the weblog of Alan Knox

Can a traditional church allow more participation?

Posted by on May 19, 2011 in blog links, edification, gathering | 16 comments

Can a traditional church allow more participation?

I’ve enjoyed reading Chris’s blog “The Amplified Life.” He writes about both concepts and practices. I love that!

One of his latest posts is called “Open Sharing in a More Traditional Setting.”

Chris admits at the beginning of the post that they are the typical traditional church in America. But, recently, they’ve started allow others in the church the opportunity to speak.

Here is part of his description:

Whenever we begin the sharing time I open by saying, “Does anyone have any words of encouragement, testimonies, praises or prayer requests?  What is God doing in our lives?”  I specifically use that order because (1) I want people to be encouraged to share their “God stories” with the community; (2) it is important for others to hear what God is doing around us; (3) and while prayer is a great gift and very important, I don’t want it to turn into “Please pray for my aunt’s, nephew’s, brother’s, son’s, best friend’s sister’s pet gerbil.”

For the first few months we received mostly, if not all prayer requests.  But then gradually we began to have others share some testimony.  Then others would share a word of encouragement.  Now, through the Holy Spirit’s guidance, it has taken on a life of it’s own.  Sometimes we have taken 10-15 minutes during our “traditional” worship time to share what God has done and is doing and what we are praying to see God do.  the feedback from the community is that it has become or is becoming one of their favorite aspects of our corporate gathering.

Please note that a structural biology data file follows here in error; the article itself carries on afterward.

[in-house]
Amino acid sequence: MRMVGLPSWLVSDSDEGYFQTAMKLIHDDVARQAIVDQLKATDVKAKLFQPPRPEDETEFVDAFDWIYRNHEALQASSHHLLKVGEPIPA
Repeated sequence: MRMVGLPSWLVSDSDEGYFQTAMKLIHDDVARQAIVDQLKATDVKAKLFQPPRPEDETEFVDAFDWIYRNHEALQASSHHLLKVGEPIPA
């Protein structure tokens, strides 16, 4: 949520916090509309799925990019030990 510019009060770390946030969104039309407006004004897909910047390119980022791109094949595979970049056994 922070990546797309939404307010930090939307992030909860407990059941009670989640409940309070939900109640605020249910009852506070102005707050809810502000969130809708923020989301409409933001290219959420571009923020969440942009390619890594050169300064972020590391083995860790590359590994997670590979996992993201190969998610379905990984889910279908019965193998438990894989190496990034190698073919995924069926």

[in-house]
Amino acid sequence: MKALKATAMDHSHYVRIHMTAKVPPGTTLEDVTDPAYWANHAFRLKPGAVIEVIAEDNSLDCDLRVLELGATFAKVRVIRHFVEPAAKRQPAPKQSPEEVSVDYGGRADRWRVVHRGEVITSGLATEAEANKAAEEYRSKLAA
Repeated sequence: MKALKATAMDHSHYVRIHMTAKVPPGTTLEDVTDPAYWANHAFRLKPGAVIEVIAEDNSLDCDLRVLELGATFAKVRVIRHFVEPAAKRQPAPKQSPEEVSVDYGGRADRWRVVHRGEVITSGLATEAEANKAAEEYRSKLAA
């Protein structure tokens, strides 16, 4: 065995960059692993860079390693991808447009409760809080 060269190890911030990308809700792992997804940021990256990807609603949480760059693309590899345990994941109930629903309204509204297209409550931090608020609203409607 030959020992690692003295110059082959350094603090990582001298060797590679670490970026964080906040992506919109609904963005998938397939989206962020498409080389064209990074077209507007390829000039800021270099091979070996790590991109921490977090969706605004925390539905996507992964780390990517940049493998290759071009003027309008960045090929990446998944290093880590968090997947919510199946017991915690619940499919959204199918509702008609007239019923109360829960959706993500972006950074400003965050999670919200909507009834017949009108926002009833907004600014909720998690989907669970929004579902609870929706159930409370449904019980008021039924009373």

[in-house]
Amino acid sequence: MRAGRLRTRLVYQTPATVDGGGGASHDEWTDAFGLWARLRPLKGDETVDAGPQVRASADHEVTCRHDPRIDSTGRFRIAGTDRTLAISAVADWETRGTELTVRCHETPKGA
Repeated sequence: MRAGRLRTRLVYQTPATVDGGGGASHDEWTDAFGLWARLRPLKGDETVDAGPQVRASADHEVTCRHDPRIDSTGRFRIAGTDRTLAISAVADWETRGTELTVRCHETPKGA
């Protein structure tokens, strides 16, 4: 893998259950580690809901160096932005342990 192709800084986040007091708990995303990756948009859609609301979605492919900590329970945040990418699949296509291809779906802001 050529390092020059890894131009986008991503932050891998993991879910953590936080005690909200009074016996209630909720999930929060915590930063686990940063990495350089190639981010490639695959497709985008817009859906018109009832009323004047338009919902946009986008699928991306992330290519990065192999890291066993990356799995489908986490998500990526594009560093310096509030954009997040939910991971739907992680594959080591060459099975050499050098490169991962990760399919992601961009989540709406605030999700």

Now, I know that some of my readers are part of more organic churches that allow participation by anyone while they are meeting together. But, while you may think this group of believers has a long way to go, don’t overlook the fact that they are moving in a direction that is contrary to the traditional church in America.

And why are they doing this? Just for the sake of changing and being different? No! They are making this change because they believe it better aligns with what they’ve found in Scripture. (Chris talks about some of these passages of Scripture in his post.)

I praise God that these people have decided that it’s important for a larger part of the church to take part in the meetings, and they’ve started moving in that direction!

Do you know of other traditional churches who have made this kind of change, or one similar to it?


Comments are closed. If you would like to discuss this post, send an email to alan [at] alanknox [dot] net.

  1. 5-19-2011